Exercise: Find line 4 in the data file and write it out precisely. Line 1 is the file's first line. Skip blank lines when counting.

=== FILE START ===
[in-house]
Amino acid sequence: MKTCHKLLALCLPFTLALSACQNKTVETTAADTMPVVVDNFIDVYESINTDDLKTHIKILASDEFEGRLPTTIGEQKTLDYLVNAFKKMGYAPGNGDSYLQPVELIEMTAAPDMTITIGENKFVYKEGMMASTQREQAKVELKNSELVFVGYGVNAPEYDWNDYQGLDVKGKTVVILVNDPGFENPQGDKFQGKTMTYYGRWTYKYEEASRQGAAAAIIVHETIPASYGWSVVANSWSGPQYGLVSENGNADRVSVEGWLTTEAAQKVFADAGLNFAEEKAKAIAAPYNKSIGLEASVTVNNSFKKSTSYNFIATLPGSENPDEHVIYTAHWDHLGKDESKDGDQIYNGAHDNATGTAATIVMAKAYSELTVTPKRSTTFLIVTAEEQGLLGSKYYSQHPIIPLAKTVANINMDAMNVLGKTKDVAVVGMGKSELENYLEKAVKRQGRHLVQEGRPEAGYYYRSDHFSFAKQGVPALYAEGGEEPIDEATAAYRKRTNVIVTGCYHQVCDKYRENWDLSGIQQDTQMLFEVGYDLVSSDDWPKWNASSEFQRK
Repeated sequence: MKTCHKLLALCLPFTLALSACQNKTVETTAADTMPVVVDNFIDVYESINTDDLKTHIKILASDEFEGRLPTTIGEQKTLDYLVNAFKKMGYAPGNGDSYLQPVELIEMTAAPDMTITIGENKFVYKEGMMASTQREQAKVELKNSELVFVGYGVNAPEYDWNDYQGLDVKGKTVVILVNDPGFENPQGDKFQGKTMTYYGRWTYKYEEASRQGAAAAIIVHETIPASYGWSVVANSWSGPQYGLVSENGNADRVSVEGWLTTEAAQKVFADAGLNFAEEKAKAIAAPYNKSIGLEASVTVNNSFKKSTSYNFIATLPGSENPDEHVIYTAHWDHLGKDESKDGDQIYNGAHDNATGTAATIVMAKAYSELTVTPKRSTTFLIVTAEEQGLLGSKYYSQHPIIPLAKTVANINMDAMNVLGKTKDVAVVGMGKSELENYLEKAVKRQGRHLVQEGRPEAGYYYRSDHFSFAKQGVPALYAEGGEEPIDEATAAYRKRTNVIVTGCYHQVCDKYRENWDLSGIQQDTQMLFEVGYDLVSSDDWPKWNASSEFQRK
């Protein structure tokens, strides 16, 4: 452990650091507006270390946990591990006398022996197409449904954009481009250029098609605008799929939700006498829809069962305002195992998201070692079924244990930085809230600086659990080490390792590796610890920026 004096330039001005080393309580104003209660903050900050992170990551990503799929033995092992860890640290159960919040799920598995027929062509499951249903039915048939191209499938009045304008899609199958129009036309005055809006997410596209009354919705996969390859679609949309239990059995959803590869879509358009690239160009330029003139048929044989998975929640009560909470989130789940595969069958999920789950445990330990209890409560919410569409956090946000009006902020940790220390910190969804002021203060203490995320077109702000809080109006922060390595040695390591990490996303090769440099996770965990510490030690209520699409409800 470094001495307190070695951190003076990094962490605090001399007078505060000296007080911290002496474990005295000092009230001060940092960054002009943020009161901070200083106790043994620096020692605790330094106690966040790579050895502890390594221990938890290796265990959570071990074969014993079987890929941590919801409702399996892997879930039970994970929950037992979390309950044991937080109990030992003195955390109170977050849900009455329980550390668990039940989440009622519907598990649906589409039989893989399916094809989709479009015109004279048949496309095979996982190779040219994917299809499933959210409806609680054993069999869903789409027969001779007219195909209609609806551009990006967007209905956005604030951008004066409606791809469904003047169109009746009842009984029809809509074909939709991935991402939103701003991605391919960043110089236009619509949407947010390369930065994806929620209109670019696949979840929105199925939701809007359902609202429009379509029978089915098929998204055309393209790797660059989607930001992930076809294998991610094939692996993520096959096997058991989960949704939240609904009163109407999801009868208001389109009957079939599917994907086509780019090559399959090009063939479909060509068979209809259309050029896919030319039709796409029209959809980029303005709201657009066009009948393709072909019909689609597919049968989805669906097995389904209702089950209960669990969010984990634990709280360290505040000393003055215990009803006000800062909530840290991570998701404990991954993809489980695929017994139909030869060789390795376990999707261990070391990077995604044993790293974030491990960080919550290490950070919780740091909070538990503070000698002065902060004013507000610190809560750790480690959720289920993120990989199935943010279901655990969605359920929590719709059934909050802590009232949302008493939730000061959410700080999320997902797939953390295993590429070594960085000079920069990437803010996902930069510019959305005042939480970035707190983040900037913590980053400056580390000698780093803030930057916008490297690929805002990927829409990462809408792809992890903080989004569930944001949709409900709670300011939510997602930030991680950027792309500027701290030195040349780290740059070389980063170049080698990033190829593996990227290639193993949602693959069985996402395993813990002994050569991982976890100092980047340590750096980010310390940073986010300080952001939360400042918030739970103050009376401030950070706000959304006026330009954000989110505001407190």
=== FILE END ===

């Protein structure tokens, strides 16, 4: 452990650091507006270390946990591990006398022996197409449904954009481009250029098609605008799929939700006498829809069962305002195992998201070692079924244990930085809230600086659990080490390792590796610890920026 004096330039001005080393309580104003209660903050900050992170990551990503799929033995092992860890640290159960919040799920598995027929062509499951249903039915048939191209499938009045304008899609199958129009036309005055809006997410596209009354919705996969390859679609949309239990059995959803590869879509358009690239160009330029003139048929044989998975929640009560909470989130789940595969069958999920789950445990330990209890409560919410569409956090946000009006902020940790220390910190969804002021203060203490995320077109702000809080109006922060390595040695390591990490996303090769440099996770965990510490030690209520699409409800 470094001495307190070695951190003076990094962490605090001399007078505060000296007080911290002496474990005295000092009230001060940092960054002009943020009161901070200083106790043994620096020692605790330094106690966040790579050895502890390594221990938890290796265990959570071990074969014993079987890929941590919801409702399996892997879930039970994970929950037992979390309950044991937080109990030992003195955390109170977050849900009455329980550390668990039940989440009622519907598990649906589409039989893989399916094809989709479009015109004279048949496309095979996982190779040219994917299809499933959210409806609680054993069999869903789409027969001779007219195909209609609806551009990006967007209905956005604030951008004066409606791809469904003047169109009746009842009984029809809509074909939709991935991402939103701003991605391919960043110089236009619509949407947010390369930065994806929620209109670019696949979840929105199925939701809007359902609202429009379509029978089915098929998204055309393209790797660059989607930001992930076809294998991610094939692996993520096959096997058991989960949704939240609904009163109407999801009868208001389109009957079939599917994907086509780019090559399959090009063939479909060509068979209809259309050029896919030319039709796409029209959809980029303005709201657009066009009948393709072909019909689609597919049968989805669906097995389904209702089950209960669990969010984990634990709280360290505040000393003055215990009803006000800062909530840290991570998701404990991954993809489980695929017994139909030869060789390795376990999707261990070391990077995604044993790293974030491990960080919550290490950070919780740091909070538990503070000698002065902060004013507000610190809560750790480690959720289920993120990989199935943010279901655990969605359920929590719709059934909050802590009232949302008493939730000061959410700080999320997902797939953390295993590429070594960085000079920069990437803010996902930069510019959305005042939480970035707190983040900037913590980053400056580390000698780093803030930057916008490297690929805002990927829409990462809408792809992890903080989004569930944001949709409900709670300011939510997602930030991680950027792309500027701290030195040349780290740059070389980063170049080698990033190829593996990227290639193993949602693959069985996402395993813990002994050569991982976890100092980047340590750096980010310390940073986010300080952001939360400042918030739970103050009376401030950070706000959304006026330009954000989110505001407190």